TrendSiters Digital Content And Web Technologies
Sam Vaknin, Ph.D.
Editing and Design:
Lidija Rangelovska A Narcissus Publications Imprint, Skopje 2002-9 Not for Sale! Non-commercial edition.
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Visit the TrendSiters Web Site: http://samvak.tripod.com/busiweb.html Internet – A Medium or a Message? http://samvak.tripod.com/internet.html World in Conflict and Transition http://samvak.tripod.com/guide.html
Created by:LIDIJA RANGELOVSKA REPUBLIC OF MACEDONIA
Additional articles about Digital Content on the Web: http://samvak.tripod.com/busiweb.html Essays dedicated to the new media, doing business on the web, digital content, its creation and distribution, e-publishing, e-books, digital reference, DRM technology, and other related issues. http://samvak.tripod.com/internet.html Visit Sam Vaknin's United Press International (UPI) Article Archive – Click HERE! This letter constitutes a permission to reprint or mirror any and all of the materials mentioned or linked to herein subject to appropriate credit and linkback. Every article published MUST include the author bio, including the link to the author's web site.
Sam Vaknin ( http://samvak.tripod.com ) is the author of Malignant Self Love - Narcissism Revisited and After the Rain - How the West Lost the East. He served as a columnist for Central Europe Review, PopMatters, Bellaonline, and eBookWeb, a United Press International (UPI) Senior Business Correspondent, and the editor of mental health and Central East Europe categories in The Open Directory and Suite101. Between 1999-2002, he served as the Economic Advisor to the Government of Macedonia. Visit Sam's Web site at http://samvak.tripod.com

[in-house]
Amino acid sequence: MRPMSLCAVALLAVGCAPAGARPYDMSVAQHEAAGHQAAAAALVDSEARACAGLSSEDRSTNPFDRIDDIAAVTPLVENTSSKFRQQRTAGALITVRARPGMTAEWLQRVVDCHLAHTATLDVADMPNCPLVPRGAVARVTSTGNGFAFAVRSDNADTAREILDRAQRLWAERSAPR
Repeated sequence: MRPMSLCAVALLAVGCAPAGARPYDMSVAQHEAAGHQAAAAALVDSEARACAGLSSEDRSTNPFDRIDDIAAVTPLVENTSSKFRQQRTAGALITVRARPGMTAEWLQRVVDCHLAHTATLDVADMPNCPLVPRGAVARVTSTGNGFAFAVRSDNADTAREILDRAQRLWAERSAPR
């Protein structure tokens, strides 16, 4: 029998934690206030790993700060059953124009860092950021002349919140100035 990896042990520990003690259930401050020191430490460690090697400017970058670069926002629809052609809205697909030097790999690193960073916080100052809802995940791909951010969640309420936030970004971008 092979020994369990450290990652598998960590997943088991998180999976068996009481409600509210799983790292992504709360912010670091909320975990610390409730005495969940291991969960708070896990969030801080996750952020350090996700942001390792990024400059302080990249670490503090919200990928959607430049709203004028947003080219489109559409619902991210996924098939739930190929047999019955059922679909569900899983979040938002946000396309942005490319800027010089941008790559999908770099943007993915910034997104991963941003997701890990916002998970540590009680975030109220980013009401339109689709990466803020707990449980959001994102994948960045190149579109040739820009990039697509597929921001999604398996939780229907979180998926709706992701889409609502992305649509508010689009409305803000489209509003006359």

Table of Contents
E-books and e-publishing
The Future of Electronic Publishing I. The Disintermediation of Content II. E(merging) Books III. Invasion of the Amazons IV. Revolt of the Scholars V. The Kidnapping of Content VI. The Miraculous Conversion VII. The Medium and the Message VIII. The Idea of Reference IX. Will Content ever be Profitable? X. Jamaican OverDrive - LDC's and LCD's XI. An Embarrassment of Riches XII. The Fall and Fall of p-Zines XIII. The Internet and the Library XIV. A Brief History of the Book XV. The Affair of the Vanishing Content XVI. Revolt of the Poor - The Demise of Intellectual Property XVII. The Territorial Web XVIII. The In-credible Web XIX. Does Free Content Sell? XX. Copyright and Free Online Scholarship XXI. The Second Gutenberg, or How Michael Hart Revolutionized the Internet
XXII. The E-book Evangelist XXIII. Germany’s Copyright Levy XXIV. The Future of Online Reference XXV. Old Reference Works Revived XXVI. The Six Sins of the Wikipedia XXVII. Battle of the Titans – Encarta vs. Britannica XXVIIII. Microsoft Embraces the Web - Encarta and MS Student XXIX. The Encyclopedia Britannica XXX. Project Gutenberg’s Anabasis XXXI. The Ubiquitous Project Gutenberg XXXII. The Content Downloader’s Profile XXXIII. The Economics of Conspiracy Theories XXXIV. Games People Play
Web Technology and Trends